Jess Walter discusses "The Cold Millions"
Oct. 15, 7 p.m.
Third Place Books and Jess Walter celebrate the paperback edition of Walter's bestselling novel, "The Cold Millions."
Oct. 17, 7:30 p.m.
The author of six books of fiction, Lauren Groff has been described as brilliant and hard-working, "a woman of intellect and integrity, generous and warm and hard to keep up with." The same could be said of her stunning, glimmering prose. The two-time National Book Award finalist and the New York Times bestselling author will discuss her exhilarating new novel "Matrix," her first since the groundbreaking "Fates and Furies." In this tale of historical fiction, Groff follows the real-life figure of Marie de France into a violent, sensual world of religious ecstasy and consuming passion — a world that refuses to reconcile itself with Marie’s bold heart and crusading existence.
Informed by her experience of being homeless and many years providing primary health care to homeless people, Seattle nurse practitioner and professor Josephine Ensign wrote a book that looks at the historical roots of poverty and homelessness, digging through layers of Seattle history to reveal the stories of overlooked and long-silenced people who live on the margins of society.
https://www.spl.org/event-calendar? trumbaEmbed=view%3Devent%26eventid% 3D155221897
Margaret Owen presents "Little Thieves"
Oct. 21, 7 p.m.
Third Place Books is pleased to welcome Maragaret Owen for the launch of her latest novel, "Little Thieves."
Patrisse Cullors in Conversation with Ijeoma Oluo
Oct. 27, 6 p.m.
Social activist Patrisse Cullors is The New York Times bestselling author of "When They Call You A Terrorist" and the co-founder of the Black Lives Matter Global Network Foundation. Cullors will be in conversation with Our Existence Beyond Trauma Series curator Ijeoma Oluo for this online-only event, which is co-presented by Langston Seattle. Since she began the Black Lives Matter movement in 2013, it has expanded into a Nobel Peace Prize-nominated global foundation, supporting Black-led movements in the U.S., U.K. and Canada. Now, in her new book, "An Abolitionist’s Handbook," Cullors charts a framework for how everyday activists can effectively fight for an abolitionist present and future. Filled with relatable pedagogy on the history of abolition, a reimagining of what reparations look like for Black lives and real-life anecdotes from Cullors, "An Abolitionist’s Handbook" offers a bold, innovative and humanistic approach to how to be a modern-day abolitionist.
Author Conversation: "The Oedipus Project" by Bryan Doerries
Nov. 3, 5-6 p.m.
Join Folio librarian Lillian Dabney for a conversation with writer, director and translator Bryan Doerries about his innovative new digital initiative by Theater of War Productions, "The Oedipus Project."
Nov. 3, 7:30 p.m.
Since 2012, Jelani Cobb has been contributing his deep knowledge of history and masterful journalism to The New Yorker, bringing nuance and clarity around issues of race, politics, history and culture. Cobb is the Ira A. Lipman Professor of Journalism at Columbia University, specializing in post-Civil War African American history, 20th century American politics and the history of the Cold War. Now, with co-editor David Remnick, he’s releasing "The Matter of Black Lives," The New Yorker’s groundbreaking anthology on race in America — including work by James Baldwin, Toni Morrison, Ta-Nehisi Coates, Hilton Als, Zadie Smith and more — with a foreword by Cobb.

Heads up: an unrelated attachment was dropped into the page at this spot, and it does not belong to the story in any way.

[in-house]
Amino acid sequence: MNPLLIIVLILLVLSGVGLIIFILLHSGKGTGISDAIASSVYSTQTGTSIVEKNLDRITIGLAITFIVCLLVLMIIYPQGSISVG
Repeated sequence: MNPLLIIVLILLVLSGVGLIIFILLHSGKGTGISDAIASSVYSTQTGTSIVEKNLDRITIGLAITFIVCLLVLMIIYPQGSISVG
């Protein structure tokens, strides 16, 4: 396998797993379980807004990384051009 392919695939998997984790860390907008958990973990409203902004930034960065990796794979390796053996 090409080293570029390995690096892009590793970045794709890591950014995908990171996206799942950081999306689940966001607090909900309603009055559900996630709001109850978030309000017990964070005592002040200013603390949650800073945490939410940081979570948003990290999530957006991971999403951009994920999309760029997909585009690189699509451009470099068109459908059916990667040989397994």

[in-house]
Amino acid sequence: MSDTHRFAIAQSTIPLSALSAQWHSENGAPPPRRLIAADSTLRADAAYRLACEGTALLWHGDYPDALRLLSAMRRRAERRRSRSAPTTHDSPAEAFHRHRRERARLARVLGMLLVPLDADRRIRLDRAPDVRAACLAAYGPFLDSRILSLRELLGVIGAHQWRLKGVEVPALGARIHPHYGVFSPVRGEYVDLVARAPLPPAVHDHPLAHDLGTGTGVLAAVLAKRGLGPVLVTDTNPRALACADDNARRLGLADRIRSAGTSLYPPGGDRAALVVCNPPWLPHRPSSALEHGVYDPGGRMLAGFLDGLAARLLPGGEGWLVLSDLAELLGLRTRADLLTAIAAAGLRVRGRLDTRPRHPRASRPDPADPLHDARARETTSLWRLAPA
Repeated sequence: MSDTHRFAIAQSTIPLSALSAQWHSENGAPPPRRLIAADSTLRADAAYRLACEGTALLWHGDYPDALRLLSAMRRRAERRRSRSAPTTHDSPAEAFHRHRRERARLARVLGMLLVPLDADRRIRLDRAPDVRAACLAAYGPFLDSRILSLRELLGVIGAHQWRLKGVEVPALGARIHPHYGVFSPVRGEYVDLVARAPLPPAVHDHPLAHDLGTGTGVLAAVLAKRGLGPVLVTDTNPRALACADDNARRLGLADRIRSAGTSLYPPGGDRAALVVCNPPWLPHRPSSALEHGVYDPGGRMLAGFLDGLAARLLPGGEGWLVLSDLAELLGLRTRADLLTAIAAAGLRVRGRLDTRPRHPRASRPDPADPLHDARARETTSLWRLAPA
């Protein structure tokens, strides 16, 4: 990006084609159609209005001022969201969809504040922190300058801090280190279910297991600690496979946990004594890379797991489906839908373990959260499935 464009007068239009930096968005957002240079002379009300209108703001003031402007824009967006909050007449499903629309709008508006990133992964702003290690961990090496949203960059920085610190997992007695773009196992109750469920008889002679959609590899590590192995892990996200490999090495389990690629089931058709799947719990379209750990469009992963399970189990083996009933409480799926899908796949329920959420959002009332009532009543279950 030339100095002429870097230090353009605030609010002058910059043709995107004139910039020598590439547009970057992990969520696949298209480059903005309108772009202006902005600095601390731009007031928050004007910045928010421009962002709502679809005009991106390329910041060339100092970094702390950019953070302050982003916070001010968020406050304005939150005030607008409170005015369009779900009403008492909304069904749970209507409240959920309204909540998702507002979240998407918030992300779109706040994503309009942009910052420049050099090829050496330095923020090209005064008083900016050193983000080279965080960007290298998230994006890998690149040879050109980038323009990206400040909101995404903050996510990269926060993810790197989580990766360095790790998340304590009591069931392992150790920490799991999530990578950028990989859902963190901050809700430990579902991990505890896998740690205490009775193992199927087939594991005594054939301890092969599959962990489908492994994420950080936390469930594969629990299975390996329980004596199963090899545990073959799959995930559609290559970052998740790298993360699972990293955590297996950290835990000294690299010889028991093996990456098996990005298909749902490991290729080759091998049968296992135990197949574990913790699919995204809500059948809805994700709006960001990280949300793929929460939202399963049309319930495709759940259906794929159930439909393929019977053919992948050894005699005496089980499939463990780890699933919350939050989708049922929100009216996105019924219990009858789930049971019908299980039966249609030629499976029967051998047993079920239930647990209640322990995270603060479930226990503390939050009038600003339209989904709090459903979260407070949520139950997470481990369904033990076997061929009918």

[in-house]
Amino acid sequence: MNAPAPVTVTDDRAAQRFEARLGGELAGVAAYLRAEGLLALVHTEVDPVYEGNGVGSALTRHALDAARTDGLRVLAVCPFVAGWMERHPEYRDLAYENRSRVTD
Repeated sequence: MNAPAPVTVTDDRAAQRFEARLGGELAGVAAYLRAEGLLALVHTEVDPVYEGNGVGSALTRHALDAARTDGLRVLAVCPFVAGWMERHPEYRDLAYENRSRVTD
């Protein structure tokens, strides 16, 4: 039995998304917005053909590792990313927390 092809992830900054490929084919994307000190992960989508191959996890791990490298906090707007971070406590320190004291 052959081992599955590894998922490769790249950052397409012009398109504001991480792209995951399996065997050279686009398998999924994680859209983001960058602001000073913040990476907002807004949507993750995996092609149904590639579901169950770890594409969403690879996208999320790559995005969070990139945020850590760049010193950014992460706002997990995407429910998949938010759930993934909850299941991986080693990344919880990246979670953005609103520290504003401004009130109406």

Sherwin Bitsui & Kenzie Allen
Nov. 5, 7:30 p.m.
The inaugural James Welch Prize reading, celebrating two Indigenous poets from the U.S., will be presented in partnership with Hugo House and Poetry Northwest, featuring judge Sherwin Bitsui and winner Kenzie Allen.
An Evening with David Sedaris
Nov. 7, 7 p.m.
After a two-year COVID-19 pause, David Sedaris returns to Seattle to celebrate the publication of "A Carnival of Snackery: Diaries 2003-2020" and his 2020 book "The Best of Me," featuring 42 previously published stories and essays. With sardonic wit and incisive social critiques, he will once again delight an audience with twists of humor and intelligence from both published stories and works-in-progress.
Nov. 10, 6 p.m.
The National Book Award-winning author of 17 novels, Louise Erdrich’s fiction reflects aspects of her mixed heritage: German through her father and French and Ojibwa through her mother. In her powerful and timely new novel "The Sentence," Erdrich explores how the burdens of history, and especially identity, appropriation, exploitation and violence done to human beings in the name of justice manifest in ordinary lives today.
Peter Wohlleben in Conversation with Deborah Madison
Nov. 16, 6 p.m.
Around the time scientists discovered a vast underground network of fungi connecting trees of different species — an arboreal Internet or "wood wide web" — renowned forester and New York Times bestselling author Peter Wohlleben began to notice bizarre root shapes and strange growth patterns in the forests he tended in Western Germany. In "The Hidden Life of Trees," Wohlleben describes what he learned by listening to trees; in his newest work "The Heartbeat of Trees," he delves deeper, drawing on research and new scientific discoveries to show how humans are deeply connected to the natural world.
Kyle Lucia Wu discusses her new novel "Win Me Something"
Nov. 18, 7 p.m.